• If you must allow people in your home when you are not there,consider locking the meds up and taking the key with you.

    • When you get your prescription filled, immediately count each pill within view of the security cameras. Don't wait until you get to your vehicle or home because you may be accused of pocketing any missing pills yourself.

    • After you pick up meds from the pharmacy, either take them straight home or lock them in your trunk or glove box if you have other errands to do.

    • Don't carry prescription bottles in an open purse or bag where they are visible to passersby.

    If you discover that someone has been stealing your medication, file a police report, even if you know the person. It may be the only way you can get the missing medication replaced. You may also be helping others who have been victimized. My friend whose housekeeper stole her meds, later discovered that this woman had been taking meds from several clients. Also, if the person doing the pilfering gets in trouble with the law, they may then get professional help for resolving addiction problems, if that is what is causing them to steal.

    It is not pleasant that those with chronic illness must be suspicious and protective of the medication they require for legitimate purposes, but keeping a close eye on your meds is one of the smarter things you can do for your health.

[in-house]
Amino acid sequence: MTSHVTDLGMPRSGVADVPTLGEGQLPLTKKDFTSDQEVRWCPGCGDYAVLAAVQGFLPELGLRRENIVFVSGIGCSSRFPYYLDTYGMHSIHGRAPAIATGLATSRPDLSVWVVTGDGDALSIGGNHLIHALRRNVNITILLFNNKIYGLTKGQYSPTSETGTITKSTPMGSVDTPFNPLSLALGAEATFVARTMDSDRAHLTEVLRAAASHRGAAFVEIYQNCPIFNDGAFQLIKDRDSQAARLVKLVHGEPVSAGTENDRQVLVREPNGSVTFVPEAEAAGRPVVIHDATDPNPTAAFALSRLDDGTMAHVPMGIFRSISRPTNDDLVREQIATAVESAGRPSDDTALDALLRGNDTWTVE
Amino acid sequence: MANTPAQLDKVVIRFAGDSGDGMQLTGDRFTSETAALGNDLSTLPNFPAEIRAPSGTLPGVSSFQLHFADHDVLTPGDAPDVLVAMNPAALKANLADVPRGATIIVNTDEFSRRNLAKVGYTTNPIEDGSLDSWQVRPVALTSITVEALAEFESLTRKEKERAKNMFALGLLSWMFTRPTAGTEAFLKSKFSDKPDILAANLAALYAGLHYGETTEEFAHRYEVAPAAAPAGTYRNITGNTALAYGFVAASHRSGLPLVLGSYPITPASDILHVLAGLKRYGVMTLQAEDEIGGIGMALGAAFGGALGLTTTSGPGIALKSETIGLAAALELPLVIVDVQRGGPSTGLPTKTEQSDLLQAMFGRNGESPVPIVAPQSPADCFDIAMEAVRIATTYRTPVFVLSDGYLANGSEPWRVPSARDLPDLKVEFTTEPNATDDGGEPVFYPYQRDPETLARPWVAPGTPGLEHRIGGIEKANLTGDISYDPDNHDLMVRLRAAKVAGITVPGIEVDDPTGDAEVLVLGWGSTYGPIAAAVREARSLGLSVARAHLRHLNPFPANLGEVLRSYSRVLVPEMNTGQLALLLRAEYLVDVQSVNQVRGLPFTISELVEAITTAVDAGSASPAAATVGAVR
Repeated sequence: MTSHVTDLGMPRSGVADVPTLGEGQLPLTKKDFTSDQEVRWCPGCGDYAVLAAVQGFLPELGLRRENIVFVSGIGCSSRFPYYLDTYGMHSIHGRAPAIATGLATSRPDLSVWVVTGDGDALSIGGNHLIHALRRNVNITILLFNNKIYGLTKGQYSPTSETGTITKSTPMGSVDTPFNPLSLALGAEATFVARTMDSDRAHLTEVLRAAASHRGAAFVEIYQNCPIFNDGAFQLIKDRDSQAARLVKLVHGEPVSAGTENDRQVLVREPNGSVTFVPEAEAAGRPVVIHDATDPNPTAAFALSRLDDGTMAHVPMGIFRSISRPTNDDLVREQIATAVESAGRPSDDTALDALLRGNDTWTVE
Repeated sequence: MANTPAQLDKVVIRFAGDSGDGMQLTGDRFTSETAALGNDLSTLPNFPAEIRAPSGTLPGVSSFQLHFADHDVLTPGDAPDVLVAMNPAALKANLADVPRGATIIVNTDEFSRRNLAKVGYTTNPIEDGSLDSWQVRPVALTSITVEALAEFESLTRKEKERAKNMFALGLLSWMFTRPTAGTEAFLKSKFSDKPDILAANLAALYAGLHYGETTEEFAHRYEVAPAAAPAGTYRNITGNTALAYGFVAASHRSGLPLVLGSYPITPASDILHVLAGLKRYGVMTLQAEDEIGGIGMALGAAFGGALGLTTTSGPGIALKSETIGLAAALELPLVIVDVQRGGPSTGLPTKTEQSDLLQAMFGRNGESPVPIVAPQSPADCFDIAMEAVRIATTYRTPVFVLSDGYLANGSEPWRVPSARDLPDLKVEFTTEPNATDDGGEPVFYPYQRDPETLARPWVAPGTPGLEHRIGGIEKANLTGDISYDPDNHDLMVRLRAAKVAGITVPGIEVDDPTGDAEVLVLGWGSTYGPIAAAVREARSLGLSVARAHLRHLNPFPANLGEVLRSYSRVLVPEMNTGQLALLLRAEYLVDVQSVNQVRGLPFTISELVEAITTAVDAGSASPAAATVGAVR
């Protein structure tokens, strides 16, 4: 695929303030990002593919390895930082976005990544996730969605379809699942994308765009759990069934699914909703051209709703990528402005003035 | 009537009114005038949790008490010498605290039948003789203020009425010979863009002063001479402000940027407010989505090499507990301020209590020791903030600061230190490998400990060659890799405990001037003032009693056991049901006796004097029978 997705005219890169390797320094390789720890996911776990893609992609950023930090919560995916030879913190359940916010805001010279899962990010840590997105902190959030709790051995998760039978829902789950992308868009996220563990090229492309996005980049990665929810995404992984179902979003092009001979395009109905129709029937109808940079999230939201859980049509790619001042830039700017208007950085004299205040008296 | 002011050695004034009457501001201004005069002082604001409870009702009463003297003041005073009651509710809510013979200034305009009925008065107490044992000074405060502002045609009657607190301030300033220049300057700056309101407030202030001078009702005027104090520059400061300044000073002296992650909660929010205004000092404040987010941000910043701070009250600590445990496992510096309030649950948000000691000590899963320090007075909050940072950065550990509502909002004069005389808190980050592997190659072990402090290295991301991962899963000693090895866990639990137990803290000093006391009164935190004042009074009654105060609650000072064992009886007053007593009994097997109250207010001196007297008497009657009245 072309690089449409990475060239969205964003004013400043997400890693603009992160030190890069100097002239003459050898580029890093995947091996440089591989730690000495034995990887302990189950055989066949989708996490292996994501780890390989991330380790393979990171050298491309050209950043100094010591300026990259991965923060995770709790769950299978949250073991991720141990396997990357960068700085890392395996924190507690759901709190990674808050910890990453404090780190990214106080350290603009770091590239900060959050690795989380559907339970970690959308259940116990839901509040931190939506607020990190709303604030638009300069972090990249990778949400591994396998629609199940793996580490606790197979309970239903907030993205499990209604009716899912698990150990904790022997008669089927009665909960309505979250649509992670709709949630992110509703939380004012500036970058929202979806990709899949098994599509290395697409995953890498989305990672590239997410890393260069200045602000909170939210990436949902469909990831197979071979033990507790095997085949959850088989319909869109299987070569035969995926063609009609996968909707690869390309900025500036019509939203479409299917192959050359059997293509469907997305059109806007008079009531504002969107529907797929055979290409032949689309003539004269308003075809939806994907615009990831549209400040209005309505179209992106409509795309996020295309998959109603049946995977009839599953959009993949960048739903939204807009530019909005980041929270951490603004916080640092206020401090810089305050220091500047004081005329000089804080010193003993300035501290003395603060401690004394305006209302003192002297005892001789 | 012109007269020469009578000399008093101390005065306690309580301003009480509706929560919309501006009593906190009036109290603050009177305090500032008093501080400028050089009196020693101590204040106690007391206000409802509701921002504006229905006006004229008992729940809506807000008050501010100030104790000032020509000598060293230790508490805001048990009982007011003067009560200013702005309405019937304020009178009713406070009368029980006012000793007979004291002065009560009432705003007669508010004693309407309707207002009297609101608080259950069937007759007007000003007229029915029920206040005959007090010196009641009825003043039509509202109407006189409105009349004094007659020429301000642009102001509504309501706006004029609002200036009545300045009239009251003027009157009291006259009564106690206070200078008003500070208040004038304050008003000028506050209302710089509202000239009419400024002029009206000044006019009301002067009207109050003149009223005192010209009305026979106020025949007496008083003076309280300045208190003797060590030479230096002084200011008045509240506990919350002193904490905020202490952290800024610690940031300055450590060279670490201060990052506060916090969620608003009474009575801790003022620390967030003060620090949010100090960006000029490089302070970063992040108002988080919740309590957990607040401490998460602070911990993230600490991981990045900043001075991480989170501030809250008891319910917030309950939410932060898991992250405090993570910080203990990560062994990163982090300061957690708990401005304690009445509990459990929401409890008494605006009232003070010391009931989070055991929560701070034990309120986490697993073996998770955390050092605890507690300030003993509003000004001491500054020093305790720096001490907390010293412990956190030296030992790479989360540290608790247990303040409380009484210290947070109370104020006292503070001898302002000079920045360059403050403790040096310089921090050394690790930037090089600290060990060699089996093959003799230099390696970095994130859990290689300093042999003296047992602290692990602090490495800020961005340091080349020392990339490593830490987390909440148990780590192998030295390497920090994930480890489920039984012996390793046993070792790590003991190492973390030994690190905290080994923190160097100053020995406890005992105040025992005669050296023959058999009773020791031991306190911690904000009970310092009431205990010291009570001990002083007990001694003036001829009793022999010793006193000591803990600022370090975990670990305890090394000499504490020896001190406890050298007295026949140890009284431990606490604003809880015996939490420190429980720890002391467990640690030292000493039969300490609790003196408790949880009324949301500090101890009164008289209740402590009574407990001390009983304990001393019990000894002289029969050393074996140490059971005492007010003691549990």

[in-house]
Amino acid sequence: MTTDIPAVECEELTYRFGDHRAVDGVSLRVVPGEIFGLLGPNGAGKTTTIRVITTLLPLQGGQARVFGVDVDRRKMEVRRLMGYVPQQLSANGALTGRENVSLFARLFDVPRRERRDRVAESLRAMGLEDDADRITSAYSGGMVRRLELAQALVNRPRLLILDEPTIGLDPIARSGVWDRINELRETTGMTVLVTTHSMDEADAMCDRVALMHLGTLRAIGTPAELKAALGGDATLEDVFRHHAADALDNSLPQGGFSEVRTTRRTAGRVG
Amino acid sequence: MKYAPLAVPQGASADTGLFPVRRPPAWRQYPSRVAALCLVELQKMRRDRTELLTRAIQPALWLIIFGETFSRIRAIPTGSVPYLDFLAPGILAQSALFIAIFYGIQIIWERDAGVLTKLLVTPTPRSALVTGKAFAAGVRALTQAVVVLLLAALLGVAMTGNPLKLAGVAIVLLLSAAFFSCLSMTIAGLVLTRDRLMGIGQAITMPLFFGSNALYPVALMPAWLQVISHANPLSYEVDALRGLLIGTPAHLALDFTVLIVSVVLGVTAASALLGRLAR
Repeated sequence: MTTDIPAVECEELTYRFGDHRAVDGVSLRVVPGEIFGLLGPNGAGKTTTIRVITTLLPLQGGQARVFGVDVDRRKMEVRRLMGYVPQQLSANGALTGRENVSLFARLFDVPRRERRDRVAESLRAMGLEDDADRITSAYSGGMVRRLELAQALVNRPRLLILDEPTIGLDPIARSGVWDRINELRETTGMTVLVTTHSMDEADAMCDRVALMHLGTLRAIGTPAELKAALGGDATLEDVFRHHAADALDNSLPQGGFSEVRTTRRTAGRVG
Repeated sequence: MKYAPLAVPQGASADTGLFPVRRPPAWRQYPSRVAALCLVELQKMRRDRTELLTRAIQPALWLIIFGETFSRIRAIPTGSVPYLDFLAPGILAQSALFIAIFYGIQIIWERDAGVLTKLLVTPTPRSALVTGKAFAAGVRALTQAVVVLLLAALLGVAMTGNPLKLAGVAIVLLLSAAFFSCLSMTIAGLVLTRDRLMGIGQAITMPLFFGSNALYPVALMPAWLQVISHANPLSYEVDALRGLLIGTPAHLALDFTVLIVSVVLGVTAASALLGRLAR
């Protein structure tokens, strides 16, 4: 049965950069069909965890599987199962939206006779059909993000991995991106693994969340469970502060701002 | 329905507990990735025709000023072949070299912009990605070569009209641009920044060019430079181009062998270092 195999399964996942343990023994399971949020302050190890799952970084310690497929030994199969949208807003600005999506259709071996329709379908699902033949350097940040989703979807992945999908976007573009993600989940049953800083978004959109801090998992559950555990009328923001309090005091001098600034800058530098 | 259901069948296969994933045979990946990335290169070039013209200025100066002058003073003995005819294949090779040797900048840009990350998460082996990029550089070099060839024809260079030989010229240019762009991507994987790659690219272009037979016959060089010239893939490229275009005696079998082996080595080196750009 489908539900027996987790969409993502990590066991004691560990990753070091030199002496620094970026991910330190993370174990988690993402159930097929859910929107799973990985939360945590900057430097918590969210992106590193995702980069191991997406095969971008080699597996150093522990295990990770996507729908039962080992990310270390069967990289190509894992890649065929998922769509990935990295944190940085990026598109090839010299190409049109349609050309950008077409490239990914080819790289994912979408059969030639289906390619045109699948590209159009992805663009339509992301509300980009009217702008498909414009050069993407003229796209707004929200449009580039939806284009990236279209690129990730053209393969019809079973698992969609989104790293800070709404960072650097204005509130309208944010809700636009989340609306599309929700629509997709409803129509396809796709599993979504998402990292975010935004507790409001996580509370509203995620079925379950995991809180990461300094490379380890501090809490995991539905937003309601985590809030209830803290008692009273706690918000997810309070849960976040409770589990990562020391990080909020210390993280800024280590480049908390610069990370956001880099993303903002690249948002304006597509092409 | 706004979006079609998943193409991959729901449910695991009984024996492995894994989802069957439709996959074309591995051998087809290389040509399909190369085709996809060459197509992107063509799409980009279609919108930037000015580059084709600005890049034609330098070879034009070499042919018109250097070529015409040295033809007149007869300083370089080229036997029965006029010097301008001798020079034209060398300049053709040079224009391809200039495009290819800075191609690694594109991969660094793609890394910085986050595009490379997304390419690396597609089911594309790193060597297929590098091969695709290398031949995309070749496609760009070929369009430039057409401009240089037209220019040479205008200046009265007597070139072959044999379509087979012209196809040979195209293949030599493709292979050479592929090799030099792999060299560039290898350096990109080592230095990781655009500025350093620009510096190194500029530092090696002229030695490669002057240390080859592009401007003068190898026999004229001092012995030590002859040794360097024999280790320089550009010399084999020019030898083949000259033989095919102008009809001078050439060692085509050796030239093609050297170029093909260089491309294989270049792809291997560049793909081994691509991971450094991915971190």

Submitted by: Karen Brauer to Butyoudontlooksick.com


    [This Message was Edited on 01/24/2007]
  2. NyroFan

    NyroFan New Member

    jlh:

    So true. I have been robbed twice. I now keep my meds in a locked box.

    Also: I keep my eye on anyone who comes in (like the lady who cleans or the one that gives me a massage). Although I help these young girls out (although at very low rate)-
    you can never be sure who is looking around for something to take.

    Yes, jlh. Thank you for posting such an important topic.

    nyrofan

  3. ilovecats94

    ilovecats94 New Member

    When I had a cleaning lady I locked up my meds and put the key in my pocket. I don't have medicine cabinets in my home and so some meds stay downstairs and some are upstairs.

    Now that we don't have a cleaning lady, I don't have to lock up my meds and it is a great relief not to have to worry about that.

    We don't have strangers in the house and people don't come upstairs unannounced, so I'm safe.

    This article is so very true, though.

    Take care,
    Faye
  4. PVLady

    PVLady New Member

    Guess it is better to be safe that sorry.... I am always careful. One good reason to put narcotics away is also to avoid falsely accusing anyone.

    You might find them missing and never really know who took them, but suspect the wrong person which would be terrible.
  5. webintrig

    webintrig New Member

    because my sis had 3 incidents where she was coming up short on her meds and complained to the pharmacy.
    She ended up changing pharmacys and it stopped. She was no longer short and had to suffer without her meds because they will not refill early. Be aware it happens!

    Fibro hugs,
    webby
    PS. Great post! Thanks for putting it out![This Message was Edited on 01/25/2007]
  6. Mwitherite

    Mwitherite New Member

    Bump!! Bump !!! Bump !!!!